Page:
Very succinctly put, Roger. In expanding upon it to see just how it impacts Christian theology, I find it helpful to focus: 1) on evolution as survival of the individual vs. survival of the group; and 2) evolution in the biosphere (Darwinian) and evolution in the Noosphere–in ideas, memes, or noogenes.
Millions of years ago in the biosphere, group survival for some insect species was greatly enhanced with a change in reproductive mechanisms that promoted eusocial colonies–e.g. ants, termites, bees. Of course there was no freedom of choice involved and so no morality. Much later as the line of primates evolved, group selection depended upon kinship and became more and more effective as the group was enlarged into clans through use of crude language (memes, noogenes). Both Neanderthals and Homo sapiens reached this stage some 150,000 yrs. ago–survival of the individual through mutation of genome (by chance) but showing the beginnings of the advantages to group selection offered by eusocial living.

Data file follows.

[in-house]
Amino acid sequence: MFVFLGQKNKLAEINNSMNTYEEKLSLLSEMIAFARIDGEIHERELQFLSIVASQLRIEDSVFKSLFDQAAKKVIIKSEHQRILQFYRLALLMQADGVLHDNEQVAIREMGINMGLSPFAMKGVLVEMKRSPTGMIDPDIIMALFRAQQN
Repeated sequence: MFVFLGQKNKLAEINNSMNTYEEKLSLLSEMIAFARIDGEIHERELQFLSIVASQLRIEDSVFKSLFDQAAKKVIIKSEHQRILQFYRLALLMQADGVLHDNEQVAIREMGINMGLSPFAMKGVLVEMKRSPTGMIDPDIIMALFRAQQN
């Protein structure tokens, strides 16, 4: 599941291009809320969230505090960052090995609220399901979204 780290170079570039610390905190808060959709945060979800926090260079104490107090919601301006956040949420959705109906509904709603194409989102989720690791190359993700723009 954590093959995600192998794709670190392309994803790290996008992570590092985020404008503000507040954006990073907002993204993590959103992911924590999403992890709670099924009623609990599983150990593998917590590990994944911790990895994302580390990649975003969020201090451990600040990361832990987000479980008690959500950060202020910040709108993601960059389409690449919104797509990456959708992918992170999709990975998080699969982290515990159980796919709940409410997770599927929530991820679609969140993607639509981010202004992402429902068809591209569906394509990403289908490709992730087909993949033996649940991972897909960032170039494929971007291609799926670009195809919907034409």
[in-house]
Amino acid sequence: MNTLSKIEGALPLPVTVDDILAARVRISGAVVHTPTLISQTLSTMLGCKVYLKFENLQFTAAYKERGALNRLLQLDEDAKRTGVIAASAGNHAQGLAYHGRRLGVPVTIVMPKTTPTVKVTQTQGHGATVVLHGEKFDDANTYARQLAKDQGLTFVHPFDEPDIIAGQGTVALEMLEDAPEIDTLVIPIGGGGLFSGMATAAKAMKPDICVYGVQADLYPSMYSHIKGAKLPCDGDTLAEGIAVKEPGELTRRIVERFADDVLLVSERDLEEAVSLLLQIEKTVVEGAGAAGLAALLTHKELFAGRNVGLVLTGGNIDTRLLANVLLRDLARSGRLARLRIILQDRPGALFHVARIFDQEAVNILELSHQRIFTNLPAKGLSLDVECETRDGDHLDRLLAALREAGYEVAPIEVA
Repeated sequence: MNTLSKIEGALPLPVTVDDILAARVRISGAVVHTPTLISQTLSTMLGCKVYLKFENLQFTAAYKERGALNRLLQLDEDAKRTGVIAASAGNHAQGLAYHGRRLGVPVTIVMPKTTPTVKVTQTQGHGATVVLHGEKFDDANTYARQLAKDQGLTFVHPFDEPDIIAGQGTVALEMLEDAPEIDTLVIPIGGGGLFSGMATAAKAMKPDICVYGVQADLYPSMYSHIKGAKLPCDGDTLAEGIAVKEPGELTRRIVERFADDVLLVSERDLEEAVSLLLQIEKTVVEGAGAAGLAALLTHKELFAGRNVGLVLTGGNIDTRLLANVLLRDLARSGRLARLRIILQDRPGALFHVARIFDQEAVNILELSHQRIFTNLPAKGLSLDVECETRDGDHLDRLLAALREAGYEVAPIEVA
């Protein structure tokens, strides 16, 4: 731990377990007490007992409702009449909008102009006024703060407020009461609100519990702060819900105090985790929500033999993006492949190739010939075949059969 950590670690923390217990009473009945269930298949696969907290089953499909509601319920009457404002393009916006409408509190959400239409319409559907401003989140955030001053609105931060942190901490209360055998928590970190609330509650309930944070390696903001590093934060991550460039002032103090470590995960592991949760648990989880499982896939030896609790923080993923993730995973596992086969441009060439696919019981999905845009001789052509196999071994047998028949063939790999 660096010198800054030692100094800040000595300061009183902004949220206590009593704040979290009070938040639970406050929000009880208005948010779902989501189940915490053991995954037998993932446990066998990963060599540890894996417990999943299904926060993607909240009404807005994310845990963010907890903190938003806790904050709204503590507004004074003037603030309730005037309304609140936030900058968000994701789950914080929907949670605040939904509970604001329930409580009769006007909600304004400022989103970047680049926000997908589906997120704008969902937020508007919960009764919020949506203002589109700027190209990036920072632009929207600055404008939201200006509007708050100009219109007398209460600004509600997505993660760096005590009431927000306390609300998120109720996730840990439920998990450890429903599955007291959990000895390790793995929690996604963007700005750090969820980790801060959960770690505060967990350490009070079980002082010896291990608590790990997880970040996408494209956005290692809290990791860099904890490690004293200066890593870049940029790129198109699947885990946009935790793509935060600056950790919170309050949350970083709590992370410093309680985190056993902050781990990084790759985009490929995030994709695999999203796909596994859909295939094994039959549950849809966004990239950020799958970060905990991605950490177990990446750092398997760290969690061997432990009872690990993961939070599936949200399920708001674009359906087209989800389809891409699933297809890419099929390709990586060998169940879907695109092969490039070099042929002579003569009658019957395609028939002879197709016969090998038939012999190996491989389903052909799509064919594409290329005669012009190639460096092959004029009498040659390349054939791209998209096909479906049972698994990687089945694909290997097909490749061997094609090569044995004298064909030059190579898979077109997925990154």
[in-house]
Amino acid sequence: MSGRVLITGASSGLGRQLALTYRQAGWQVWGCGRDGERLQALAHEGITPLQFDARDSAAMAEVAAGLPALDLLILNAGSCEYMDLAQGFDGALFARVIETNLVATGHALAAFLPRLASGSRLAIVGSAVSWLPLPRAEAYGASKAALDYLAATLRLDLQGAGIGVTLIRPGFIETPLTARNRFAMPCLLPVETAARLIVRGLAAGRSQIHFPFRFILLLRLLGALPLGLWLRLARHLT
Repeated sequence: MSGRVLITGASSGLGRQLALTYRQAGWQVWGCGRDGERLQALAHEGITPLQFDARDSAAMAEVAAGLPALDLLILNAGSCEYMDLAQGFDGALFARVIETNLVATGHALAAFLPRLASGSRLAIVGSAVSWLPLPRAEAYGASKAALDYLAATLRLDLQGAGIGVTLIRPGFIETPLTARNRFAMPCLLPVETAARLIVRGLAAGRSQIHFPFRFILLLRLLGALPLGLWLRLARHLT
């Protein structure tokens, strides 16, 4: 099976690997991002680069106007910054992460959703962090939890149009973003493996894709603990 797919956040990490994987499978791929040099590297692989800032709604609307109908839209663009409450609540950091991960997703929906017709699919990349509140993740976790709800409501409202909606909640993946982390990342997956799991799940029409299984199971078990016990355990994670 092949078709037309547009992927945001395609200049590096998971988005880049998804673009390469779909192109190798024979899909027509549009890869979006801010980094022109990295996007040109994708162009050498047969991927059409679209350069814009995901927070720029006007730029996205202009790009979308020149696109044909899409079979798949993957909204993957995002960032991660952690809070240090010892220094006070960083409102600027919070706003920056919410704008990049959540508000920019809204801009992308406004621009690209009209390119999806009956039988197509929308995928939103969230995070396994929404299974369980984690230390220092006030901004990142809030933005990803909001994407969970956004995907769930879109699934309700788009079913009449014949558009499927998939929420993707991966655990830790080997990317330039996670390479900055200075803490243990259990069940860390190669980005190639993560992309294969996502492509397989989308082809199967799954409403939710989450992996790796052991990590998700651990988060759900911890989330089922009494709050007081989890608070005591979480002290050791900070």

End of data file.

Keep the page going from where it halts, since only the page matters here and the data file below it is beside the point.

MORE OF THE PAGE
While we may never know many of the details of how our ancestors, the Homo sapiens, made such rapid strides in building more effective societies that led to their domination of the planet, there is growing evidence that the awareness that they were creatures that owed their existence to a Creator, played an important role.
All of this may be part of a Drama that God set in motion in a Big Bang–a Drama that would eventually involve creatures that would freely choose to rise above the limitations of one type of evolution (Darwinian/biospheric) to become (thru Noospheric evolution) an Image (even if less than perfect) of their Creator.